Aeroplanes were much used in Morocco by the French during the war and will be increasingly employed for commerce. There were in 1920 a number of aerodromes, including one 6½ m. from Tangier, and a mail-passenger service, calling at several towns in Spain, plied between Rabat and Toulouse eight times a month each way.

Efficient postal services exist in the French zone; Spain has post-offices at her ports; in 1920 the only foreign post-offices were those of Great Britain, at the chief ports, and at Fez, Meknes, El Qasr, and Marrakesh. There are wireless installations at Fez, Marrakesh, Tangier, Mogador and elsewhere. A telegraph line runs across the Spanish zone from Tangier to Arbawa (French zone). Telephones are installed in Tangier and in all the towns of the French zone; Casablanca, Rabat and Kenitra are connected by telephone, and so are Tangier, Arzila and Laraish. There are submarine cables between Casablanca and Brest; Casablanca and Dakar; Tangier and Gibraltar; Ceuta and Tangier; Estopona and Peñon de Velez; Tangier and Oran and Cadiz.

Authorities.—The output of books and periodicals on Morocco during recent years has been enormous; only a selection can be mentioned here. A. Bernard, Les Confins algero-marocains (1911), Le Maroc (4th ed. 1917), La France au Maroc (1917); E. Doutté, Merrakech (1905), En Tribu (1914); L. Gentil, Le Maroc physique (1912), La recherche scientifique au Maroc (1914); J. Goulven, Le Maroc (1919); E. Laoust, Mots et Chases berbères (1920); E. Moutet, Les confréries religieuses de l'Islam marocain (1912); M. A. H. Poisson de la Martinière, Souvenirs du Maroc (1919); Suzanne Nouvel, Nomades et Sédentaires au Maroc (1919); V. Piquet, Le Maroc (1917); Comte de la Revelière, Les énergies françaises au Maroc (1917); E. Rouard de Card, Traités et accords concernant . . . Maroc (1914); C. Sainte Chapelle, La conquete de Maroc (1913); Marquis de Segonzac, Au Coeur de L'Atlas (1910); André Tardieu, La conférence d'Algésiras (1909), Le Mystère d'Agadir (1912). Works published under the auspices of the protectorate, e.g. Conférences franco-marocaines (2 vols. 1916, 1917); Le Commerce (1917) and L'Agriculture (1918) au Maroc; Rapport général sur la situation du Protectorat . . . 1914 (Gen. Lyautey, 1916); Carnet des itinéraires principaux du Maroc (1917); Villes et Tribus (3 vols. 1915, etc.); Annuaire économique et financier; Archives marocaines. Also Guides Bleus (Hachette), Le Maroc; L'Afrique française; France-Maroc (a superbly illustrated monthly); the Bulletins of several geographical societies, notably Algiers, Oran, and Madrid; J. Becker, Historia de Marruecos (1915); R. Donoso Cortes, Estudio geogr. polit. milit. sobre las zonas espanolas (1913); G. Delbrel, Geografia general de la Provincia del Rif (1911); A. Garcia y Perez, Ifni y el Sahara español, and Zona española del norte . . . (both 1913); Alta Comisaria de España en Marruecos . . . memoria 1917-1918; A. Vera Salas, El Rif Oriental (1918); W. B. Harris and Hon. W. H. Cozens-Hardy, Modern Morocco (1919); D. Mackenzie, The Khaliphate of the West (1911); E. A. Westermarck, Ceremonies and Beliefs connected with Agriculture . . . in Morocco (1913); Edith Wharton, In Morocco (1920); Report of the Trade, Industry and Finance of Morocco (Dept. of Overseas Trade, 1920); Morocco (London weekly); W. Arning, Marokko-Kongo (1912); O. C. Artbauer, Die Rifpiraten und ihre Heimat (1911); G. Kampffmeyer, Im neuen Marokko (1914), Nordwest Afrika und Deutschland (1914), and a Moroccan bibliography, Studien . . . der deutschmar. Bibliothek (1911, 1915); K. Neumann, Die Internationalität Marokkos (1919); W. Schroeder, Das Schutzgenossenwesen in Marokko (1917). Maps: Cartes du bureau topographique du Maroc, 70 sheets (1913-5); Barrère, 4 sheets (1913).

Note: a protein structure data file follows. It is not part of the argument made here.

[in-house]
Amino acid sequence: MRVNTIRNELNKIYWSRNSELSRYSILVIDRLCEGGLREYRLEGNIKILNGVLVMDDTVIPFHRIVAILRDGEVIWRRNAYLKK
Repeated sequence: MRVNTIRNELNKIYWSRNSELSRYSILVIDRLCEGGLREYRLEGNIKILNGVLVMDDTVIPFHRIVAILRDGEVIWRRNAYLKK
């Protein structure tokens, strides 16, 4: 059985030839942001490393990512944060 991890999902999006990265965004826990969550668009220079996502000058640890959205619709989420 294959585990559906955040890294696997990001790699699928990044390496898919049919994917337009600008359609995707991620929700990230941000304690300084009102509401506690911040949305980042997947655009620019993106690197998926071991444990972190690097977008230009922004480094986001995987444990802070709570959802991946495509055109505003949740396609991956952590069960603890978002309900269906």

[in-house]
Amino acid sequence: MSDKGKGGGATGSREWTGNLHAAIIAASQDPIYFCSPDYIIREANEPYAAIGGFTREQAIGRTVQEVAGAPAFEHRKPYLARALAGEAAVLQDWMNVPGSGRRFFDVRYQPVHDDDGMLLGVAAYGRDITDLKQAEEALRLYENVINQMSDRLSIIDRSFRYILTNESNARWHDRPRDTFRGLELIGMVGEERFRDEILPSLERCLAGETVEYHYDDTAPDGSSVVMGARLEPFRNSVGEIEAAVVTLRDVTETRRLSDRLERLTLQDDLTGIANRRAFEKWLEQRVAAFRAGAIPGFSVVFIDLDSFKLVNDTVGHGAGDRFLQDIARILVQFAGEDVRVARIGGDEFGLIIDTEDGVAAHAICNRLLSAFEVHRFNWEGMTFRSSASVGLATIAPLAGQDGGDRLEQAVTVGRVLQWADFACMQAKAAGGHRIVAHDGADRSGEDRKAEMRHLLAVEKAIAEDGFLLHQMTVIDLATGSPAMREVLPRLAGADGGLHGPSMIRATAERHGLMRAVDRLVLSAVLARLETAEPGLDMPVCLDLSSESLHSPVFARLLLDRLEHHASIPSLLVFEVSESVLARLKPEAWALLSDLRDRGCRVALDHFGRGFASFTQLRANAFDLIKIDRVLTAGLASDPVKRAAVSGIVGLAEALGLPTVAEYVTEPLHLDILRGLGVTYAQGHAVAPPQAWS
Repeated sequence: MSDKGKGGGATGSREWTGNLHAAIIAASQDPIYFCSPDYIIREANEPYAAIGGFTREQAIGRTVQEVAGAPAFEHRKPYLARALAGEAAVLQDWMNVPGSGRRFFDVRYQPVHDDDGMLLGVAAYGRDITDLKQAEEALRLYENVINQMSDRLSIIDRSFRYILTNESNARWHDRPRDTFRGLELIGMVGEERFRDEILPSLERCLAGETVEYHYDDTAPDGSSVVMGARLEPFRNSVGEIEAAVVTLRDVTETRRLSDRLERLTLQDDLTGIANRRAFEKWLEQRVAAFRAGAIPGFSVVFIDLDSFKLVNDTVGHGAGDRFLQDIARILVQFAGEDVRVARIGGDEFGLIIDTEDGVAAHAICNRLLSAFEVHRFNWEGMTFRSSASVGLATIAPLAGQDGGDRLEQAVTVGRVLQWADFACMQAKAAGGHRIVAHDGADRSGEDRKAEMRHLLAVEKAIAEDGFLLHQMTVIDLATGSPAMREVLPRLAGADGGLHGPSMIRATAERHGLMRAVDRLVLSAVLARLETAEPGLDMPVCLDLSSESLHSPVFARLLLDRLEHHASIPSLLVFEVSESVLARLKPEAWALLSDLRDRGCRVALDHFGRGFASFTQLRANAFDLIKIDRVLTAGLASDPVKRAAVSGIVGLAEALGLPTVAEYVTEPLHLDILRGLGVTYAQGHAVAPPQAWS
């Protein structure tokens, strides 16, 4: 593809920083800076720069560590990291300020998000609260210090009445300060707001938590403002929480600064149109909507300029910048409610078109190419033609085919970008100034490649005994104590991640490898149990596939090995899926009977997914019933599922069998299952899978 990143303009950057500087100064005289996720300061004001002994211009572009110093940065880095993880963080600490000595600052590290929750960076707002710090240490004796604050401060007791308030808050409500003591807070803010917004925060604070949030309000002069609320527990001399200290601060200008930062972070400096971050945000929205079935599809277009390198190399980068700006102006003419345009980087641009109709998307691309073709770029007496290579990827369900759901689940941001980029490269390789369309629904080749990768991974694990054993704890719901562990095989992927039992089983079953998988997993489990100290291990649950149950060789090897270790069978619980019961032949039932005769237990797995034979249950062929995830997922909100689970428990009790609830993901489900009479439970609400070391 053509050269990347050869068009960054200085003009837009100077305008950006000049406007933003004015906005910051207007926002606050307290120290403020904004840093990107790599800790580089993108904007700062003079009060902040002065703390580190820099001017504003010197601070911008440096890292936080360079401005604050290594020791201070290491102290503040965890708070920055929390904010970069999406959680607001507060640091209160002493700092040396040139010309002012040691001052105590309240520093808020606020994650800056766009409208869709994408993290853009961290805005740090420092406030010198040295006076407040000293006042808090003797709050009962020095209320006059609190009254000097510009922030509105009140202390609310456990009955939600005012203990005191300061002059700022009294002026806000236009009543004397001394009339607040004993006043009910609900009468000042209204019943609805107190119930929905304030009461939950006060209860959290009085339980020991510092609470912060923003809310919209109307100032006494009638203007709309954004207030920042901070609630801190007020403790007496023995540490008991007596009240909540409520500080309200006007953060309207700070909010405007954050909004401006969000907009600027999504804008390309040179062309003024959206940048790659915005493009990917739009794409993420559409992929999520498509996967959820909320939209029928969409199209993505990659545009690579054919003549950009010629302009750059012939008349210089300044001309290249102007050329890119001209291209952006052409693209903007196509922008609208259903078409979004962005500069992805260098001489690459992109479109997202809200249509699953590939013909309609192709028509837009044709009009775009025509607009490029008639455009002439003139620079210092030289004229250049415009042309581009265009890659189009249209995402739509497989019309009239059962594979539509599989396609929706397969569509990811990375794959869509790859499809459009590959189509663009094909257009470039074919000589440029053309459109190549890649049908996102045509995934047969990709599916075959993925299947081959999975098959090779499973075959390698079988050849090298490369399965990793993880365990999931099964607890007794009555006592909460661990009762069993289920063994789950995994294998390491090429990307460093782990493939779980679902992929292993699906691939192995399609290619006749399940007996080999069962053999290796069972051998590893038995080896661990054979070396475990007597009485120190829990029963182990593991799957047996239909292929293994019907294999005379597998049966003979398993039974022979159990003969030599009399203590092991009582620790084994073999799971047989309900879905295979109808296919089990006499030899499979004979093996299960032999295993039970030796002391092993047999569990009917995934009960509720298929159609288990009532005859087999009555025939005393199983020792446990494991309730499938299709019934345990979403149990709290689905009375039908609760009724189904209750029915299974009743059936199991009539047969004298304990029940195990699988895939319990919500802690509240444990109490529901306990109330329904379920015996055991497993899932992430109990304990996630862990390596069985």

(E. G. S.)

  1. For the successive stages of the occupation see map in Piquet, Le Maroc, 1917.